About Me

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Hammersmith, London, United Kingdom
I'm a director of Maidenhead United Football Club. For ten seasons one of my roles at the club was to produce the match programme. The aim of this blog was to write football related articles for publication in the match programme. In particular I like to write about the representation of football in popular culture, specifically music, film/TV and literature. I also write about matches I attend which generally feature Maidenhead United.

Sunday, 28 November 2010

Too much show not enough business

The BBC's Football League show has come in for some harsh criticism recently in a polemic on its own 606 message board that went viral.
Although the article goes a bit over the top in its denouncing of the show there is an undercurrent of veracity in its tone that should be acted on with regard to the extra bits of dressing that surround the reason we all tune in - the highlights themselves.
Firstly its worth mentioning that the BBC's coverage of the Football League is streets ahead of what was offered on ITV year after year in its Football League Extra programme which tended to show the absolute minimum, basically just the goals with a heavy emphasis on the top division.  However the BBC seems to be trying too hard to differentiate the Football League show from the Match of the Day programme that precedes it. 
MOTD gets it just right with a simple formula of action, post match interviews and studio analysis, that the Football League Show would do well to copy.  Instead it sees it self as some sort of community programming by wasting airtime with viewers comments and the short fat bald goatee phenomenon which is Clem, a man who seems to alienate the manager of every club he visits.  Cut all this show and get down to the business of the football.  There is so much credit to be given by the BBC's commitment to its coverage of every single team to the extent that a blank weekend in the Championship makes no difference to the depth of coverage, it would be a shame if it were ditched due to the parts which were wholly disposable.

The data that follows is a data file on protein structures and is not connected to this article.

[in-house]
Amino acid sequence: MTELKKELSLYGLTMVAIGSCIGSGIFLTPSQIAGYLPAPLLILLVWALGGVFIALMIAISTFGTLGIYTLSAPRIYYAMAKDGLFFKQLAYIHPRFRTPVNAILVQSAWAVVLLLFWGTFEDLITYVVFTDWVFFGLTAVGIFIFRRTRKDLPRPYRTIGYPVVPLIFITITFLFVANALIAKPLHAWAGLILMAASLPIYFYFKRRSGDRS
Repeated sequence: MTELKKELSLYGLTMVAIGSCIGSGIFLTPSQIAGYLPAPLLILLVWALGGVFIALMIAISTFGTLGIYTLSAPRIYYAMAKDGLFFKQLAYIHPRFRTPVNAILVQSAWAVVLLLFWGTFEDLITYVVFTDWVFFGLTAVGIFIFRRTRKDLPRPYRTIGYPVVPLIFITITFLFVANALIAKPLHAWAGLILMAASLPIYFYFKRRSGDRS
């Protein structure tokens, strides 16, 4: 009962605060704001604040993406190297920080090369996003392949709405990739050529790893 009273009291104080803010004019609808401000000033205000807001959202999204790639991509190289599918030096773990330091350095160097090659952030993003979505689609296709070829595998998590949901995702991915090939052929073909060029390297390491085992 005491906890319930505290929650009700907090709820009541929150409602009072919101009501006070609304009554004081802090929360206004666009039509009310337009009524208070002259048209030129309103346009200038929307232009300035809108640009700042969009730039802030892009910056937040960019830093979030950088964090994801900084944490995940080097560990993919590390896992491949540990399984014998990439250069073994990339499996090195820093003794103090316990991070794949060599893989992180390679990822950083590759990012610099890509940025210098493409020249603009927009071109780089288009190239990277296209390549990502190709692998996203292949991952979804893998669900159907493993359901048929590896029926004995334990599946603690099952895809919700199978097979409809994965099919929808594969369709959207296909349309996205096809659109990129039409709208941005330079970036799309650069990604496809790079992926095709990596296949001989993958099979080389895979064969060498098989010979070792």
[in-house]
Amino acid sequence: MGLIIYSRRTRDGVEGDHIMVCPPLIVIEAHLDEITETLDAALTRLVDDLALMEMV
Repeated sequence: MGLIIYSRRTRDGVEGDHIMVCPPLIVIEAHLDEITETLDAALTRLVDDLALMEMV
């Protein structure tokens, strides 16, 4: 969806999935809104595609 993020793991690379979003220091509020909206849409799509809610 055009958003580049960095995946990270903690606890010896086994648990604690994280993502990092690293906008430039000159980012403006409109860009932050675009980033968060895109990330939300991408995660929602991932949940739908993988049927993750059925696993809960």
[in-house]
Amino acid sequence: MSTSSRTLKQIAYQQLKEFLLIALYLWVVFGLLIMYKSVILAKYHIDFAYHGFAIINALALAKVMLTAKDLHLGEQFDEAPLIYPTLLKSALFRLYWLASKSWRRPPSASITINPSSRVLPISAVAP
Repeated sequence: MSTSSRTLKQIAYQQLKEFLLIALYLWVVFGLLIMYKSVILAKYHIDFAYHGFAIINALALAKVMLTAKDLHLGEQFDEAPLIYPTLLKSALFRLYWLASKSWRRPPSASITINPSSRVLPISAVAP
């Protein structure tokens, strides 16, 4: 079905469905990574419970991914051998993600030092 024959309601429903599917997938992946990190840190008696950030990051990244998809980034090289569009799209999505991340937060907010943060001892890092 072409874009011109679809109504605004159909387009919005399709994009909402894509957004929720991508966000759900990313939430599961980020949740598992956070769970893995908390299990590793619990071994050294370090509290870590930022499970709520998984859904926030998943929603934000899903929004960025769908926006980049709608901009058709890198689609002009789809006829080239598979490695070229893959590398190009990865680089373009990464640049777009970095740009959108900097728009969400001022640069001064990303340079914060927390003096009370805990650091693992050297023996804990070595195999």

Bale Out

Bale mania reached ridiculous heights this week when ITV commentator Peter Drury exclaimed "at last he shows some humanity" after the Welsh winger missed a penalty against Werder Bremen.
Already we've had Richard Keys applying the "better than Bale" test to any player deemed worthy of praise by his co presenters, now Drury seems to be saying he thinks he's either an alien or an unfeeling tyrant!
All disregard the fact that Ryan Giggs might have something to say about Bale being the best left winger in his country let alone the rest of the world.

Monday, 22 November 2010

Choules Rules

One of the minor what ifs of recent Magpie history came during the short reign of Carl Taylor at York Road in 2005.  The former assistant to Alan Devonshire returned as manager with Tony Choules coming in as assistant having previously achieved amazing success at the helm of Northwood.  The season ended in relegation leaving many to ponder what would have happened if the pair had stayed in the roles that had brought them success.
After leaving Maidenhead Choules ended up at Uxbridge where he has been ever since.
This season has been disappointing for the team from Honeycroft but they ensured the dismal weather would impact most on the mood of those favouring black and white stripes on Saturday.  Despite being two divisions below United they thoroughly humbled them, racing into a two goal lead, then after Maidenhead had clawed their way back into the game to level the score, the Reds pulled away again with two more goals, much to the delight of the bench. Maidenhead meanwhile were left pleading to the referee for set pieces such was their inability to fashion the goals their status suggested they merited.
At the other end events were reminiscent of an almost embarrassing trip to Swindon Supermarine in the same competition a few years back when young keeper Nick Hart almost threw the game away only for the Magpies to pull back a 3-1 deficit with only ten minutes on the clock.  This time there was to be no second chance for Dexter Burt.

Saturday, 20 November 2010

Our Wayne